Saturday, March 7, 2015

Governing? I don't think so!

Recently, Arizona saw a great example of political maneuvering, manipulation and intimidation.  

Let me rephrase that:  Arizona saw the result of political maneuvering, manipulation and intimidation.

Okay, let me try again:  Arizona will soon experience the result of political maneuvering, manipulation and intimidation.

I'm talking about the recently-passed Arizona State Budget, a document that stipulates how $9.1 billion will be spent in the next fiscal year.  I can't give details because 1) I don't have them, 2) I wouldn't understand much of it.  

Of course, when it was passed in the wee hours of the morning, some lawmakers hadn't had enough time to really read it and understand all the complexities involved in the document, either.

Let me talk, instead, about how Arizona's GOP governor and legislative leadership worked to get the budget passed in both chambers.  They worked, part of the time, behind closed doors.  This, from a governor who promised "transparency" in his administration.  Uh, huh.  And you know something? We'll never know the full story about the deals that were struck - and the threats made - in an effort to get the governor's budget passed!

But let me make some guesses.  And since I wasn't at the State Capitol when the budget was being discussed, and certainly didn't have any video cams or tape recorders set up, these are guesses.  However ... my suppositions are based on many years covering the Arizona State Legislature in the news media.  I know how it works because I've seen it first hand.

I'll bet the governor met with the GOP leadership of both chambers ... he outlined what he (and his campaign contributors) wanted and they hashed out a few details, coming up with a budget they thought would fly.  And since the GOP controls the House and Senate, this just might be a slam dunk!  Whoopee! 

But there was a problem, you see.  Not all Republicans liked the drastic cuts to education ... and hundreds of pesky constituents showed up at the State Capitol - twice - to protest those cuts.  They also emailed, sent faxes and made phone calls voicing opposition to the budget bill. Those silly soccer moms, teachers, administrators and college students just might actually show up to vote in 2016 when all 90 Arizona legislative seats are up for grabs!

That, according to my script, is when the deals were made.  And maybe some threats, too.  Enter the Majority Whip, stage right.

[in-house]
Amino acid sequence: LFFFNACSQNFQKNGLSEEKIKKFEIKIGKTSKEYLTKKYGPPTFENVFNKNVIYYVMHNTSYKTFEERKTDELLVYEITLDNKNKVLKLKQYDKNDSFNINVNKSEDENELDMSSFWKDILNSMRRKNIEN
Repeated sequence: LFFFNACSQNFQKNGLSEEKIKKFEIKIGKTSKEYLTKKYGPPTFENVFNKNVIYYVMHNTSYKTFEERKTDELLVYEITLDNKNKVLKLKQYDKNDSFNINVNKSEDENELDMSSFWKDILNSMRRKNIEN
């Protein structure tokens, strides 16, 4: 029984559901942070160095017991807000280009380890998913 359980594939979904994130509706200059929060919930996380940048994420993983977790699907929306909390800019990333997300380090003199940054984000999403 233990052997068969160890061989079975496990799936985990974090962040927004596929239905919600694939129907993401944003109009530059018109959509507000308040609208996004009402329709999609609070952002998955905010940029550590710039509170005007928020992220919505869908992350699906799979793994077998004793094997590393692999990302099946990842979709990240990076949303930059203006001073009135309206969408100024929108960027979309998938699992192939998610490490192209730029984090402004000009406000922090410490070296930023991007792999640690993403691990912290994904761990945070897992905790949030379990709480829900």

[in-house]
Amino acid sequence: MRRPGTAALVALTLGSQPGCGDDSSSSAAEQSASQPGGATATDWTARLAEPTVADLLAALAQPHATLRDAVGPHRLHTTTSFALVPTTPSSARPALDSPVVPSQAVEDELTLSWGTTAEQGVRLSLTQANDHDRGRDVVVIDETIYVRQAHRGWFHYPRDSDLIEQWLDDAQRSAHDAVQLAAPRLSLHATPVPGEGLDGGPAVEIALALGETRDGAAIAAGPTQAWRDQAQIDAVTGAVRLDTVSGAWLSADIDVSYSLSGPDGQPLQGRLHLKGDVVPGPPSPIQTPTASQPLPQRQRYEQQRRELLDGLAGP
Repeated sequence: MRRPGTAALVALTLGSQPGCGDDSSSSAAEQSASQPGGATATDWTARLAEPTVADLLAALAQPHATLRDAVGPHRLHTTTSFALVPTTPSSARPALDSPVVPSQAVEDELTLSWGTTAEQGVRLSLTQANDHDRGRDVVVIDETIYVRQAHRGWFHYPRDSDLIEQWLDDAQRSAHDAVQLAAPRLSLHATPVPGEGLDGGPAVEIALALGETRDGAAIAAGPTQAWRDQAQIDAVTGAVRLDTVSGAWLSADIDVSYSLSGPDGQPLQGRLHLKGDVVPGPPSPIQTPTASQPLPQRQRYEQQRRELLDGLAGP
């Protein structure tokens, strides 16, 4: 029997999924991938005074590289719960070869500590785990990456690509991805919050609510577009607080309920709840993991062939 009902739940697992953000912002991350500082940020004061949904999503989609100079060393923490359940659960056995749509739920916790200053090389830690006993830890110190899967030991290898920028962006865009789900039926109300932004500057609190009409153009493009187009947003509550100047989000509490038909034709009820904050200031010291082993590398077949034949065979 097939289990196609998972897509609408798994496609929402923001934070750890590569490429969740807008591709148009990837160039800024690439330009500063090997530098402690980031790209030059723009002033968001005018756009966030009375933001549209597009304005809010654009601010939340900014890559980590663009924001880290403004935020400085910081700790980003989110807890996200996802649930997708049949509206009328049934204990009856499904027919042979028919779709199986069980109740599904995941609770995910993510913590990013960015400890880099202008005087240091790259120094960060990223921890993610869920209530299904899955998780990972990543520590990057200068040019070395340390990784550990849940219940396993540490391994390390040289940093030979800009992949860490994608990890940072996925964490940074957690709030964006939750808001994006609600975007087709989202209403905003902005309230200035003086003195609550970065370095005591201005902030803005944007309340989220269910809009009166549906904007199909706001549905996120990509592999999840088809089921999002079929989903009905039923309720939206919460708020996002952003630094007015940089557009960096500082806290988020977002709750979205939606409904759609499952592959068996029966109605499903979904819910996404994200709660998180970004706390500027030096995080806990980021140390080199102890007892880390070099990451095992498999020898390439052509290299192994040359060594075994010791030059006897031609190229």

The Majority Whip is the "enforcer," who typically offers inducements and threatens party members to ensure that they vote according to the official party line. A whip's role is also to ensure that the elected representatives of their party are in attendance when important votes are taken - or to make sure lawmakers stay home if they don't want to play ball.

Here are some of the tactics that the whip and the majority leader (and many times even the governor) will use in order to get the "right" votes from their party members.  And I'll bet you they were used in spades as the GOP rounded up enough votes to pass the Arizona budget bill: 

+ Vote the way we want you to vote or your bills/special projects will never see the light of day.  We will bury them! 
+ Want party campaign money to help you get re-elected?  Vote our way or get nothing! 
+ If you vote our way, then your district will get that special funding you want.  Your fault if the money doesn't come your way! 
+ Still don't want to do it our way?  Then just get sick and stay home so your vote won't hurt us.  Otherwise, you'll pay in some way down the line!  

Do I know this went on at the State Capitol before the budget vote?  No.  Did it probably happen?  Yes.  Why?  Because it's happened before and it will happen again (especially since outside money is playing a huge role in Arizona elections).

This is not governing.  Governing is making sure everyone is heard - and that all of us are represented.  My two representatives and one senator are all Democrats.  Basically, they were left out of the process so I was left out of the process!  Most Arizonans had no voice in those closed-door sessions and the deal-making.

Governing is talking, debating, compromising, listening, and making sure everyone is given the opportunity to participate in the process so that democratic representation truly takes place.  But that didn't happen with regard to the budget.  The self-imposed time line was so short that it was difficult for all the lawmakers to even read the amendments, let alone discuss/debate them!  But you see, the Republicans had to move fast in order to shut down more protests from regular folks like you and me.

Yes ... Arizonans will soon experience the result of political maneuvering, manipulation and intimidation.  I hope they remember that in 2016.

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